“We’ve seen time and time again, for decades, developers make big promises to the people of Baltimore. They’re given big pots of money, they always promise great jobs that they’re going to create for the citizens of Baltimore, and every time we learn what that is … a small number of poverty-wage jobs that don’t help families.”
— The Rev. Ty Hollinger of Interfaith Worker Justice, speaking to The Daily Record.
Hollinger offered his skeptical comments in the context of Port Covington, a mega-development project.
The $535 million tax increment financing package sought by the developer is precedent-setting. Hollinger’s recitation of the development cycle is not.
Big project, big tax breaks and big promises from big developers, all part of the $5.5 billion plan to rebuild a city neighborhood – 260 acres of neighborhoods on the South Baltimore peninsula.
The centerpiece would be a global headquarters for Under Armour, Baltimore’s latest replacement for heavy industry and good jobs.
An obvious aspect of this narrative is the importance of this company to a city eager to please a corporate citizen whose enterprise has achieved global prominence. Probably no one would have imagined it, but sports apparel and shoes step up now as this century’s Bethlehem Steel.
To make it all happen as currently planned, the city of Baltimore – its taxpayers – would grant $535 million in tax relief (property taxes on the project would be used to pay for infrastructure, not go into the city’s general coffers.) If approved, that would be the largest such TIF – tax increment financing – in city history. In essence, a TIF is based on estimates of increased tax revenues based on the value of the property that is developed.
The bottom line under city policy is TIFs are OK only if the project would not be done “but for” the tax break. City officials operate now on the conclusion that developers won’t develop without the financial help.
Projects like Sagamore’s (Sagamore, aka Under Armour’s Kevin Plank) create a certain level of anguish and consternation in the neighborhoods. Hollinger’s concerns are typical – and widely shared by residents of other neighborhoods. Members of the city council from those TIF areas are typically reluctant to go along, at least in the beginning. In time, for whatever reason, they do. Better to take a chance than to settle for nothing at all.
And, to be sure, others in the Port Covington tract are guarded but less dour than Rev. Hollinger.
“Sagamore has shown us they’re very interested in being a willing partner,” Michael Middleton told The Daily Record. “No we haven’t started talking dollars and cents,” he added with a laugh.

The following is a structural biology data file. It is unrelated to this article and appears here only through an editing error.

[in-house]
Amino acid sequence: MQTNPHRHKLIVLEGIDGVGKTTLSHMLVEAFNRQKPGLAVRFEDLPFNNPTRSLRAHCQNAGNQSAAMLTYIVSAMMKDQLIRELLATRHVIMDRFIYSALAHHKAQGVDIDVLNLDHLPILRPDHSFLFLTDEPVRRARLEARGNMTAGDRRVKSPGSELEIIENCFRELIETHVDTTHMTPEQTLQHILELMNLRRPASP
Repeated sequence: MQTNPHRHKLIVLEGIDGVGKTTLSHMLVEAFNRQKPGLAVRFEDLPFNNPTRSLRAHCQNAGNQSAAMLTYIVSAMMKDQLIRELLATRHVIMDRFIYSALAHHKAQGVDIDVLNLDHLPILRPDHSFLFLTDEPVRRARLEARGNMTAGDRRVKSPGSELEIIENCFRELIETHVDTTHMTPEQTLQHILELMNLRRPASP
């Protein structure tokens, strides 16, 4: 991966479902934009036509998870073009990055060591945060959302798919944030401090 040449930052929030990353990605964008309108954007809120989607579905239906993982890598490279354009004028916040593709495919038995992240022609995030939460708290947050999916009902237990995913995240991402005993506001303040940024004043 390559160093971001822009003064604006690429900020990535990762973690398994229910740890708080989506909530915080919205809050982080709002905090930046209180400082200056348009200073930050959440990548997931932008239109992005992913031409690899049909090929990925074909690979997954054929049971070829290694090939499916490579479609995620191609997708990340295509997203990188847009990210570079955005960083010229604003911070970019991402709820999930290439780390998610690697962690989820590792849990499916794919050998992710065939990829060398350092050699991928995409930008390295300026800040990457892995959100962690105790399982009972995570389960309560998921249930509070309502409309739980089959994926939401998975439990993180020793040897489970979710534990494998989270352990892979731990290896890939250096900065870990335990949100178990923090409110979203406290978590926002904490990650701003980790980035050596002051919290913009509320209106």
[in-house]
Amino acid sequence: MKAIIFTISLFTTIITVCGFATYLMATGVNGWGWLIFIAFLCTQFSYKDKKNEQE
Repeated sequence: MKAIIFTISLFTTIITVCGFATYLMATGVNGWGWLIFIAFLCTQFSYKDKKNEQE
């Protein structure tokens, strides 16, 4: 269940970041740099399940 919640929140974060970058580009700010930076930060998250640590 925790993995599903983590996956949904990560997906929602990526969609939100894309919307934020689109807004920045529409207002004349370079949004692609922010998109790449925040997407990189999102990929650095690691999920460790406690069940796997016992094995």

Sagamore, interestingly, has been proceeding proactively, seeking out conversations with the neighborhoods. For some weeks its representatives have been meeting with Middleton and others. More discussions are certain to come as Sagamore’s plans come further into focus.
That part of the process had more than a hiccup recently when the Baltimore Development Corp. closed a meeting on the Sagamore TIF in violation in of the open meetings law. Not smart if there was any thought of providing transparency – critically important if the Port Covington area was to back the project.
After being sanctioned by Maryland’s Open Meetings Compliance Board, the BDC’s record of the meeting was made public. The subjects: affordable housing, workforce development and support of small, minority and women-owned businesses. If the development is to really help the neighborhood, these considerations are certainly important – particularly with the size of the TIF and its impact on the entire city.
Michael Middleton, the neighborhood spokesman, and Ty Hollinger would have been eager listeners to be sure.
Perhaps these matters will be ventilated now – but only, it seems, because The Sun, The Baltimore Business Journal and Baltimore Brew filed a complaint. The records are available for review, but seeing and hearing the conversations would have been far better.
The compliance board ordered that, at a subsequent meeting, a BDC member orally summarize the opinion and a majority of the BDC’s members sign it.
The state determined, as it should have, that there was no good reason to close the meeting. A half-billion in tax breaks were under consideration. The quality of life in city neighborhoods was at stake.
The future of the TIF as a useful tool in development was at stake.
Not to speak of the citizens’ trust.
C. Fraser Smith is senior news analyst at WYPR. His column appears Fridays in The Daily Record. His email is fsmith@WYPR.org.